S&P 500 and Nasdaq close higher as tech leads broad market gains

The economy will likely continue growing into the fall, strategist says

Stocks rose on Tuesday, building on the strong performance from the previous session, on the back of broad market gains and solid economic data.

The S&P 500 gained 0.5% to close at 3,401.20 and the Nasdaq Composite advanced 1.2% to 11,190.32. The Dow Jones Industrial Average closed just above the flatline at 27,995.60 after rising as much as 237 points. 

Microsoft jumped 1.6%. Amazon and Alphabet each rose 1.7%. Netflix gained 4.1% and Facebook closed higher by 2.4%. Tesla shares, meanwhile, popped 7.2% after surging more than 12% on Monday. Tuesday marked the second straight solid performance for Big Tech after the group's sharp sell-off last week, which pressured the broader market.

Other parts of the market participated in Tuesday's move higher. The S&P 500 real estate and utilities sectors were up 1.4% and 0.7%, respectively. Materials, industrials and health care were also higher. 

"The market is doing its best to prove that buying the dip still is in vogue," said Frank Cappelleri, executive director at Instinet. "The bottom line is that the market continues to have broad participation And that's the most crucial characteristic to maintain going forward."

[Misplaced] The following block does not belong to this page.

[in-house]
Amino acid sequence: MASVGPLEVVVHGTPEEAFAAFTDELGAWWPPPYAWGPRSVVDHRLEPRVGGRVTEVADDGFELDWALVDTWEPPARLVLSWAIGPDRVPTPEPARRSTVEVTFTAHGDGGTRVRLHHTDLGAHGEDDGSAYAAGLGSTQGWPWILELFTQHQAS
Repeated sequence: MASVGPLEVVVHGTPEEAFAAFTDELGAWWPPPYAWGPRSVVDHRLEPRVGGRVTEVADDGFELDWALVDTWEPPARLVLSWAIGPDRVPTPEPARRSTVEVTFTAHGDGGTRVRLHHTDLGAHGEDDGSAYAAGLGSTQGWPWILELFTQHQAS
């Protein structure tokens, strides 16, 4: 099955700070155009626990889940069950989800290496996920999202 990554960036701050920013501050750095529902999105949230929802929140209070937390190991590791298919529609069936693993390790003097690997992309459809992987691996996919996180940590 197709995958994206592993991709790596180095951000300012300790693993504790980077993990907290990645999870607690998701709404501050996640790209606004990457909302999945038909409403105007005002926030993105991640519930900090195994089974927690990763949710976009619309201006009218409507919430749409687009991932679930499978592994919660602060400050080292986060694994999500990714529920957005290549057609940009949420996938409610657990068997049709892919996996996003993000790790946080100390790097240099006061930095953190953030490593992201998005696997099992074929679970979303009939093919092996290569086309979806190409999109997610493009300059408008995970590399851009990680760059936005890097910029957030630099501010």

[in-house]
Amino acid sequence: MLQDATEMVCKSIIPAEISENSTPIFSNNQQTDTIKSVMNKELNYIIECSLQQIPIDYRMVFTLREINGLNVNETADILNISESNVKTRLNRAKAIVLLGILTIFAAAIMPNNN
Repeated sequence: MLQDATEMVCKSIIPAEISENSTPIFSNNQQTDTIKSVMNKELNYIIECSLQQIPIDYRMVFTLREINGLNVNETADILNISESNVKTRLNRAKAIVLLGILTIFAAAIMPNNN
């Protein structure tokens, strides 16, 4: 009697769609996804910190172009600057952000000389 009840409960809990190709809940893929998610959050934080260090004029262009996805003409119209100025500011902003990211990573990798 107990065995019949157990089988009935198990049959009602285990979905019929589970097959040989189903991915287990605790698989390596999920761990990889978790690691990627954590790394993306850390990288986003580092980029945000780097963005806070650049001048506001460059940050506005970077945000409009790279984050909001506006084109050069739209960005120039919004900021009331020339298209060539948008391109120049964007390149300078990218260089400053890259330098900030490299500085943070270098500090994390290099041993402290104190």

Bank stocks struggled, however, with Citigroup falling 0.9%. JPMorgan Chase dropped more than 3% and Bank of America closed 1.8% lower. Goldman Sachs ended the day down 1.7%. The losses in JPMorgan and Goldman weighed on the Dow. 

The broader market also got a boost after China reported its first retail sales increase for the year. The country's National Bureau of Statistics said Chinese retail sales rose 0.5% in August. The Shanghai Composite closed 0.5% higher on Tuesday. 

This puts China "on track to return to its pre-virus growth rate before the end of the year," said Julian Evans-Pritchard, senior China economist at Capital Economics. "Retail sales surpassed 2019 levels for the first time since the COVID-19 outbreak, while investment and output growth continued to strengthen" last month. 

In the U.S., the Empire State Manufacturing index came in at 17 for September, rebounding from a print of 3.7 in August. Economists polled by Dow Jones expected the index to come in at 7.

Tuesday's gains came after a the major averages popped more than 1% on Monday, boosted by a slew of dealmaking activity and a rally in tech stocks. Hopes around a potential coronavirus vaccine also lifted sentiment on Monday. 

"Regardless of the situation, regardless of the sector, big commitments and big mergers tend to show confidence, and we would take those as positive signs," said Jeff Buchbinder, an equity strategist at LPL Financial.

Traders also looked ahead to the Federal Reserve concluding its two-day policy meeting on Wednesday.